Doxorubicin: The Good, the Bad and the Ugly Effect
The anthracycline doxorubicin (DOX) is widely used in chemotherapy due to its efficacy in fighting a wide range of cancers such as carcinomas, sarcomas and hematological cancers. Despite extensive clinical utilization, the mechanisms of action of DOX remain under intense debate. A growing body of evidence supports the view that this drug can be a double-edge sword. Indeed, injury to nontargeted tissues often complicates cancer treatment by limiting therapeutic dosages of DOX and diminishing the quality of patients' life during and after DOX treatment. The literature shows that the heart is a preferential target of DOX toxicity. However, this anticancer drug also affects other organs like the brain, kidney and liver. This review is mainly devoted to discuss the mechanisms underlying not only DOX beneficial effects but also its toxic outcomes. Additionally, clinical studies focusing the therapeutic efficacy and side effects of DOX treatment will be discussed. Finally, some potential strategies to attenuate DOX-induced toxicity will be debated.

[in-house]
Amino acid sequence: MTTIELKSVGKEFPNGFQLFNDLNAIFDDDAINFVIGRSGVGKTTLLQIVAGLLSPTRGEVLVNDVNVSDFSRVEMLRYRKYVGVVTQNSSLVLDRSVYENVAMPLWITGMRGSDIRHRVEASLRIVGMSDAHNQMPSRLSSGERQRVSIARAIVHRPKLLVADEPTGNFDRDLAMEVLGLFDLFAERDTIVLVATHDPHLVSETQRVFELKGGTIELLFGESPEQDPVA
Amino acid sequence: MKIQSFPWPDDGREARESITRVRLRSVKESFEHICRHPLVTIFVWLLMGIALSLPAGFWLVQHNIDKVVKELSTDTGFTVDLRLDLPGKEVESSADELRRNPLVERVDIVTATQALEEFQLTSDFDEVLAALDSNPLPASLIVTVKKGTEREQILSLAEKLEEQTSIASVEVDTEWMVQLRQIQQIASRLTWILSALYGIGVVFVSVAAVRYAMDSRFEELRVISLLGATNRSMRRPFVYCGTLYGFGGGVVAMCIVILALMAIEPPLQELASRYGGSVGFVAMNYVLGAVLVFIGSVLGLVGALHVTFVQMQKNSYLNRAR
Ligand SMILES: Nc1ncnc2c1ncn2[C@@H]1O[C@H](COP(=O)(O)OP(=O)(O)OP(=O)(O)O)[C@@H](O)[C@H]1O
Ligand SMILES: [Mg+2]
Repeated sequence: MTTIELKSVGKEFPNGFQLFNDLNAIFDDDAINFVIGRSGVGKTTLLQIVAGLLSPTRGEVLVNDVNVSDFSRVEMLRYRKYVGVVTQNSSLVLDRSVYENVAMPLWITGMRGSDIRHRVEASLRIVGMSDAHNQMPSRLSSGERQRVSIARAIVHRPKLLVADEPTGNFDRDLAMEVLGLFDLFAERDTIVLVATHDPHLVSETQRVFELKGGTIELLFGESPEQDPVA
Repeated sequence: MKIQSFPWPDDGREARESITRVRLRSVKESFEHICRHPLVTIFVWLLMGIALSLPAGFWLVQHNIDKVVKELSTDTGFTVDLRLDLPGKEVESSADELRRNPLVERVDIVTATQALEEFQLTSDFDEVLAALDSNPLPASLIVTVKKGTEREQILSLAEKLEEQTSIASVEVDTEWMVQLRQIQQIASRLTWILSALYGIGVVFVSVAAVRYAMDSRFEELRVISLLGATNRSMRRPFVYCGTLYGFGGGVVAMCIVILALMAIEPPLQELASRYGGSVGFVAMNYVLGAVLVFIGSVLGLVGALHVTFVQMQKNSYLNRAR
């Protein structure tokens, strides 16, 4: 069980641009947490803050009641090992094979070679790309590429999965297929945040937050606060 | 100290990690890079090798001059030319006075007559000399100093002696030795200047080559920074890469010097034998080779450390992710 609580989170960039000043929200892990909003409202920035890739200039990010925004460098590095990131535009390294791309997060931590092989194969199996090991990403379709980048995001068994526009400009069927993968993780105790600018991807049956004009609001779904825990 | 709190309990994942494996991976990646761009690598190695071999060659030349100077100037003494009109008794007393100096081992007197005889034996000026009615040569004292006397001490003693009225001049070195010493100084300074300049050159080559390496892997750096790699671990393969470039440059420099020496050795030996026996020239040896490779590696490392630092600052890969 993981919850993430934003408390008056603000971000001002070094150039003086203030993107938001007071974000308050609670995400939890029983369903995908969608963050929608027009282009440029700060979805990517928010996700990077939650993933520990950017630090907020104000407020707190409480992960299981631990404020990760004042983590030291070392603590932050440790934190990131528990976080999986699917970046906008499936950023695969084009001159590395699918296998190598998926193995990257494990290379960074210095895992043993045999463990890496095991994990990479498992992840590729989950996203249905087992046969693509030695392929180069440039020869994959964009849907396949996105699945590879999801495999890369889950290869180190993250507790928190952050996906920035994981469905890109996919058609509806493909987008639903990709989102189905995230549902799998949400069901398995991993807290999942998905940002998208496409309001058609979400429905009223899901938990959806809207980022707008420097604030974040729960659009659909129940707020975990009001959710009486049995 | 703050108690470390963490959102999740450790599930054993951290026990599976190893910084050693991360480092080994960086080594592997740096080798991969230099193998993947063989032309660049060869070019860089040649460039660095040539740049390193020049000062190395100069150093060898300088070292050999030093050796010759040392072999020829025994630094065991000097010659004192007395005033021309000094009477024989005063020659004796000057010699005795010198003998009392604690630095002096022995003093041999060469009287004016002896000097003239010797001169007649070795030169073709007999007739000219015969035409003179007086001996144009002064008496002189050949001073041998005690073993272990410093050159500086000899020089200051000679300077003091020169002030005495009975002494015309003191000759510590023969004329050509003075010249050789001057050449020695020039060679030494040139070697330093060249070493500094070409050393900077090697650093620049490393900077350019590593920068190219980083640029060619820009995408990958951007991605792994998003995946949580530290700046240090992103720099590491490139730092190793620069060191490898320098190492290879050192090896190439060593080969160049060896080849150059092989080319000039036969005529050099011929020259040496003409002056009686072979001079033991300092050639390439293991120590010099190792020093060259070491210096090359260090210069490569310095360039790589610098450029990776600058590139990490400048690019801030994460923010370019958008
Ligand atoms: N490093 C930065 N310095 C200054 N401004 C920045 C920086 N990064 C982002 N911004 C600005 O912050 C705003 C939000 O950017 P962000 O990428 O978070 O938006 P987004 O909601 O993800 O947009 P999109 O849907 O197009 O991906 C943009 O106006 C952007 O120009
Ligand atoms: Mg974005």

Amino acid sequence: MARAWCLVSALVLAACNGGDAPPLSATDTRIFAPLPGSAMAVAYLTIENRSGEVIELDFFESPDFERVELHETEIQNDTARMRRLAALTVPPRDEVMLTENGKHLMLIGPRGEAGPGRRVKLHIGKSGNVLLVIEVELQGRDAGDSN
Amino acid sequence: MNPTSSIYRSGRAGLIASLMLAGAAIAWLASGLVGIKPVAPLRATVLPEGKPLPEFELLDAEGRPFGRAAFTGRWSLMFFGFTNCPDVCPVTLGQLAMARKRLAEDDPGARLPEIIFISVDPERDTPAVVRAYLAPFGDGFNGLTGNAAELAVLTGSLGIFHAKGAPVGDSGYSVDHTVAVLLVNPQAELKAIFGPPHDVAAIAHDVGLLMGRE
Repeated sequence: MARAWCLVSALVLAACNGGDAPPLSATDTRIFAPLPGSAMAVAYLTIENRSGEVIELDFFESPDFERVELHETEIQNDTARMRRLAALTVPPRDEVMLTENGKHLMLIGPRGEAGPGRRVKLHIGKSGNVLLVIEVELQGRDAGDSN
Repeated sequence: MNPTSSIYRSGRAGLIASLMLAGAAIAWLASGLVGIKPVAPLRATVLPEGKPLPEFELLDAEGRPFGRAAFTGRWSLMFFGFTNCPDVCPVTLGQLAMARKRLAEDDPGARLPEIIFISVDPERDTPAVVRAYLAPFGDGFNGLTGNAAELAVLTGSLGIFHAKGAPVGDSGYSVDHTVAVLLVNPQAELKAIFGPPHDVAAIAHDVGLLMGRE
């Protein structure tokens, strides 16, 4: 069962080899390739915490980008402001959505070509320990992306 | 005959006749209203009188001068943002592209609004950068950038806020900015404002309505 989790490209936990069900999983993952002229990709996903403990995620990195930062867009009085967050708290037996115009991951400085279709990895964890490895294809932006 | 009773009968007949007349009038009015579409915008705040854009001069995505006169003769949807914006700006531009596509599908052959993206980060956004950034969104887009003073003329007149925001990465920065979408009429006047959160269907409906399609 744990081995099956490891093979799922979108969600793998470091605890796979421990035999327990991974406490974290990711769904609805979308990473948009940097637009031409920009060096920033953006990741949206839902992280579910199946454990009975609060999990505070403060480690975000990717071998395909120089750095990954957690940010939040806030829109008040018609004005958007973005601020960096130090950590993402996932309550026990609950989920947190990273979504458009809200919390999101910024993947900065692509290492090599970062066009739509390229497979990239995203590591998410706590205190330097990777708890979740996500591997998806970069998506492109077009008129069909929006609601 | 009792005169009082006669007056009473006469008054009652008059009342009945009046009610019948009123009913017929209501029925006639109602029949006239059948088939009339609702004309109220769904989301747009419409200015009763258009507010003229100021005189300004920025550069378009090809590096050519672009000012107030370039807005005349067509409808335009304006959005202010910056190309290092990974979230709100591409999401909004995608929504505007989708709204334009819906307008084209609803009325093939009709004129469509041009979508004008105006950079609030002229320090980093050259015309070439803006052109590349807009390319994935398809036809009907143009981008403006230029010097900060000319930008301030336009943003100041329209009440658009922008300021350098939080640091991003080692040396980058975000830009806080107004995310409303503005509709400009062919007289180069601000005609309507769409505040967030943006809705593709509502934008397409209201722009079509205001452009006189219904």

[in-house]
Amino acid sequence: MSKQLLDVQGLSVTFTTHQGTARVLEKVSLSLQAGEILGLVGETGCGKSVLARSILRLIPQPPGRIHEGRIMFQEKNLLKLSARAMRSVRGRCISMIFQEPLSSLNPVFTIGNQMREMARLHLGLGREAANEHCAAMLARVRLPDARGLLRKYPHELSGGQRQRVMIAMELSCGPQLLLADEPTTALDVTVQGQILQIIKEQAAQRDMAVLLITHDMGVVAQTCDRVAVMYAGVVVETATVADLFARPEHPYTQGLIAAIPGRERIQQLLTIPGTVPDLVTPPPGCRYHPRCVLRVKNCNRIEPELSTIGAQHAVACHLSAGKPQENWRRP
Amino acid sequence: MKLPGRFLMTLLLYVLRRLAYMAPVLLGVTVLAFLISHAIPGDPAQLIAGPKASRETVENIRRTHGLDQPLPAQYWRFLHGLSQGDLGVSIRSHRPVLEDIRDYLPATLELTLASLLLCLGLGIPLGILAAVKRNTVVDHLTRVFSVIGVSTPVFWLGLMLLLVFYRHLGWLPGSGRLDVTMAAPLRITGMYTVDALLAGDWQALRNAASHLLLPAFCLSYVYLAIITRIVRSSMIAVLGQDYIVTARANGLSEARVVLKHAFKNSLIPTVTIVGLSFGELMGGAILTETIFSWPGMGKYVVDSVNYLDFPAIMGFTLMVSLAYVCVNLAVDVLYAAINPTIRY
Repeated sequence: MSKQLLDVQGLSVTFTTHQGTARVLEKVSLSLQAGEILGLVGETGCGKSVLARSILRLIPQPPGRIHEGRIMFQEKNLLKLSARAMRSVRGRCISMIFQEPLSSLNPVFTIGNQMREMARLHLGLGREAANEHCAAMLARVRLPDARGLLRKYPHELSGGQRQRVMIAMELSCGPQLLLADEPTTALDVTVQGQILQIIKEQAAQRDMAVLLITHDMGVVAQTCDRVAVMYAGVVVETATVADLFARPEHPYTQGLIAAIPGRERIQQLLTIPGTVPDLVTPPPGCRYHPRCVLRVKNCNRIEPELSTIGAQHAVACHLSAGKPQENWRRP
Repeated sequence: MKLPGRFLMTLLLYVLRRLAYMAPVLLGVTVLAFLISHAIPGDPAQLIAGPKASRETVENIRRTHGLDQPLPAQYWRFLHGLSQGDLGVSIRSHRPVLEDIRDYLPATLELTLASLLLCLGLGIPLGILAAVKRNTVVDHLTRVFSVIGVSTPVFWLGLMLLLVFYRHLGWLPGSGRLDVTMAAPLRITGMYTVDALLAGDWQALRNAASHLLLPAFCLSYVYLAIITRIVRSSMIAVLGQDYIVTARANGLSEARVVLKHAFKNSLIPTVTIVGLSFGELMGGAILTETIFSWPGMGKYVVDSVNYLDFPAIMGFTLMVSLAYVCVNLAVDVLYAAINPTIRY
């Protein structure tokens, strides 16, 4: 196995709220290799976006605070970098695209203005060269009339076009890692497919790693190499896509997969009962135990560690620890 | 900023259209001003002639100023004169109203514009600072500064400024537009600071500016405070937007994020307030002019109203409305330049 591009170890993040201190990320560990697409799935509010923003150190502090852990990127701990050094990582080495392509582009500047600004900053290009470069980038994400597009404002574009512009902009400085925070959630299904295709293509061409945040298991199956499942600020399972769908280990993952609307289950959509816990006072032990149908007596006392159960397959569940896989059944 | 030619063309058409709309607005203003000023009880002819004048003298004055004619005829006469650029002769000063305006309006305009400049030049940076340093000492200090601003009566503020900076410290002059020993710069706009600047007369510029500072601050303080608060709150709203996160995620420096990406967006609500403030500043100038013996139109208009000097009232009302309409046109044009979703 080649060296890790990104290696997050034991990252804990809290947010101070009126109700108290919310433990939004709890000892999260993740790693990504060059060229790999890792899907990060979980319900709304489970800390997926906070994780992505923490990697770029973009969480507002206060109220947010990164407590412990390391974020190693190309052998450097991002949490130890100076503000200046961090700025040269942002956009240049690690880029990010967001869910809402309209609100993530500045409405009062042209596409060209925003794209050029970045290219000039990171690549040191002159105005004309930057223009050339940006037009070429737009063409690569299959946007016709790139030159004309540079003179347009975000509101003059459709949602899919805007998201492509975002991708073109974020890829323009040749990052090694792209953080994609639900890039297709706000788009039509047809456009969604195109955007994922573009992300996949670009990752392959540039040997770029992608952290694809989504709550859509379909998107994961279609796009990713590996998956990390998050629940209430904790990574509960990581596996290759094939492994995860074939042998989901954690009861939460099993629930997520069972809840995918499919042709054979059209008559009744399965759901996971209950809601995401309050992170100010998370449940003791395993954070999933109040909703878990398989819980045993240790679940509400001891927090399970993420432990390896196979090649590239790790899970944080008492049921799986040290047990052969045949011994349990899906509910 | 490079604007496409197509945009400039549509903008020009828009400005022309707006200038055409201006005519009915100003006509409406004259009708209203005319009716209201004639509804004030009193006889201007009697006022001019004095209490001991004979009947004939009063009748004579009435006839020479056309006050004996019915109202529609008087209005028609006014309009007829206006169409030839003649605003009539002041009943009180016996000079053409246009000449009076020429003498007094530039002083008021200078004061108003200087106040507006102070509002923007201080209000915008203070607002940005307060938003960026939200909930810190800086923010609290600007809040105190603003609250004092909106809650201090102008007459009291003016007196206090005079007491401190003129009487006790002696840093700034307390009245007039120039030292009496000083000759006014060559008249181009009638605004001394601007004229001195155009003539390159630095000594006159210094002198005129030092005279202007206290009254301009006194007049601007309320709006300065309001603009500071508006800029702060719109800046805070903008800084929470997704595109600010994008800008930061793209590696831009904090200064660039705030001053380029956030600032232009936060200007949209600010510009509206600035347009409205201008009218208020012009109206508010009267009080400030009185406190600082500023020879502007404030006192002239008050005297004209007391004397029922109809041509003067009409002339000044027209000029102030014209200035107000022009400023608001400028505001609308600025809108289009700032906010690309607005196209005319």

No Supplementary Data
Document Type: Research Article
Affiliations: Center for Neuroscience and Cell Biology, Institute of Physiology- Faculty of Medicine, University of Coimbra, 3000-354 Coimbra, Portugal.
Publication date: 2009-09-01
More about this publication?
- Current Medicinal Chemistry covers all the latest and outstanding developments in medicinal chemistry and rational drug design. Each issue contains a series of timely in-depth reviews written by leaders in the field covering a range of the current topics in medicinal chemistry. Current Medicinal Chemistry is an essential journal for every medicinal chemist who wishes to be kept informed and up-to-date with the latest and most important developments.